At first blush, it might appear as if AU law has had the greatest success in influencing the adjudication of cases in Uganda, since it appears to have been referred to more frequently (31 times) than EAC law (15 times) and EU law (25 times). This initial assessment must, however, be tempered by two immediate observations. In the first place, as Uganda is obviously not a member of the EU, the frequency of citation, of EU law by Ugandan courts is disproportionately high relative to the reference to AU law. Secondly, given the only relatively recent re-establishment of the EAC, and the much longer uninterrupted existence of the AU (and its predecessor the OAU), the citation of AU law would be expected to be much higher compared to that of the newer EAC.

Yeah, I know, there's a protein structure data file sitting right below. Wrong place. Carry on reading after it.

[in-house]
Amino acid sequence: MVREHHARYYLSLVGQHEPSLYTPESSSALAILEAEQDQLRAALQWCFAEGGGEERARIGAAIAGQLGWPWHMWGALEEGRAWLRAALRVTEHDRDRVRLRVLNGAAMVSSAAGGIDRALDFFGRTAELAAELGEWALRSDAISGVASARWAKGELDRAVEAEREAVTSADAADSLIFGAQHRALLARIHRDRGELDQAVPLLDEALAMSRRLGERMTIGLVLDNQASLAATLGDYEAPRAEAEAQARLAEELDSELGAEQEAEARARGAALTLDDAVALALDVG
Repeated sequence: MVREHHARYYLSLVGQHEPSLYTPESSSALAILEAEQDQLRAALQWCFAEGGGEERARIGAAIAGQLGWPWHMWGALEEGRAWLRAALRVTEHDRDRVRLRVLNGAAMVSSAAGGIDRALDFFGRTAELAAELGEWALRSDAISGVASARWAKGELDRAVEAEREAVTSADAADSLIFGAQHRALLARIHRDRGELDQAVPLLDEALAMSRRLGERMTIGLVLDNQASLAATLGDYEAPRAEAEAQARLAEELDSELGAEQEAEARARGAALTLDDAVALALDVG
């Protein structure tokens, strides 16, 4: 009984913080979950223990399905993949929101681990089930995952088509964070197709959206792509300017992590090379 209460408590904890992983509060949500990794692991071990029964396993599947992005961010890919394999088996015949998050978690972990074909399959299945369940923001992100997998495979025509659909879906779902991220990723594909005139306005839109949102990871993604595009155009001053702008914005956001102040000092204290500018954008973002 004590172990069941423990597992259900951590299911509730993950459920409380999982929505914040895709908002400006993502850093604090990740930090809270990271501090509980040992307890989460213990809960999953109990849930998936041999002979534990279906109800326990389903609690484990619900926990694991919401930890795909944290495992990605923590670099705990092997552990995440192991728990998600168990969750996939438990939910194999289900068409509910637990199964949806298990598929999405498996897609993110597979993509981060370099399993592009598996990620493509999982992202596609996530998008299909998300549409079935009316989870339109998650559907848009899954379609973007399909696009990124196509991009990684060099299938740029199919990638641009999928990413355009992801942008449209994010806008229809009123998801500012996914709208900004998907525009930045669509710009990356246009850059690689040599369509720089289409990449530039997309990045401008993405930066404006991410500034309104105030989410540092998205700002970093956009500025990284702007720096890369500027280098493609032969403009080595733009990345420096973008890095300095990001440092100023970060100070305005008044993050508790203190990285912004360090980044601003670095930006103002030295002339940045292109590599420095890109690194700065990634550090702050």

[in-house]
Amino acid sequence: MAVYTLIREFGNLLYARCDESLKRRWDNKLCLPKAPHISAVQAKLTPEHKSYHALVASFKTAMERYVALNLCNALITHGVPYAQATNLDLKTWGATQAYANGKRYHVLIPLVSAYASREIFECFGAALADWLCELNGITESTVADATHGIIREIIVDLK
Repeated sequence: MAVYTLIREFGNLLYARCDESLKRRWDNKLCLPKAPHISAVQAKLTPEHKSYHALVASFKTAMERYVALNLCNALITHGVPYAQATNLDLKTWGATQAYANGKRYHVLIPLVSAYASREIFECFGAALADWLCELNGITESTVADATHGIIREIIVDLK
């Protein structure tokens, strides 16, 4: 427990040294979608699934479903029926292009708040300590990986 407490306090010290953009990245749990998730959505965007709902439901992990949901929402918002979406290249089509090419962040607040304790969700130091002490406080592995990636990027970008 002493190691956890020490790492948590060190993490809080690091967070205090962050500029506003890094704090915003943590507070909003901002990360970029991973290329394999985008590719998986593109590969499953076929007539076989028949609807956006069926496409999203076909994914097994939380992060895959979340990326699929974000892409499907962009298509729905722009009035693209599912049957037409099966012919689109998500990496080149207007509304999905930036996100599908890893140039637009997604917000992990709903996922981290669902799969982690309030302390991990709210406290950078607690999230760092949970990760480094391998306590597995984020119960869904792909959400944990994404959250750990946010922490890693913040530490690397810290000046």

In addition, if one is to further analyse the disaggregated data contained in the preceding individual tables, the challenges of AU law in terms of its judicial reception in Uganda become even more apparent. In the first place, the majority of citations of AU law have arisen from references to the African Charter (12 times) and the African Children’s Charter (8 times). In the latter case, these have mainly been very passing mentions - often a single, apparently pro forma, reference to the ‘best interests of the child’-principle usually in the context of guardianship and adoption cases. Indeed, if the references to the African Children’s Charter were to be discounted, AU law would fall to second place after EU, in terms of frequency of citations. Secondly, the influence of AU jurisprudence is relatively weak as compared to that from the EU and the EAC. For instance, decisions of the African Commission on Human Rights have only been cited 3 times, while Ugandan courts are yet to cite any decisions of the African Court or the African Children’s Rights Committee. On the other hand, EU jurisprudence has been considered a total of 10 times (5 times for the European Court of Human Rights and 5 times for the European Court of Justice), while EACJ jurisprudence has been referenced 10 times. Thirdly, with the exception of one reference - to the AU Convention on Preventing and Combating of Corruption - the reception of AU law in the Ugandan judicial system has almost exclusively related to human rights law. By contrast, EU law and EAC law appear to have influenced not just human rights law but a broader variety of the legal landscape, including commercial and civil litigation.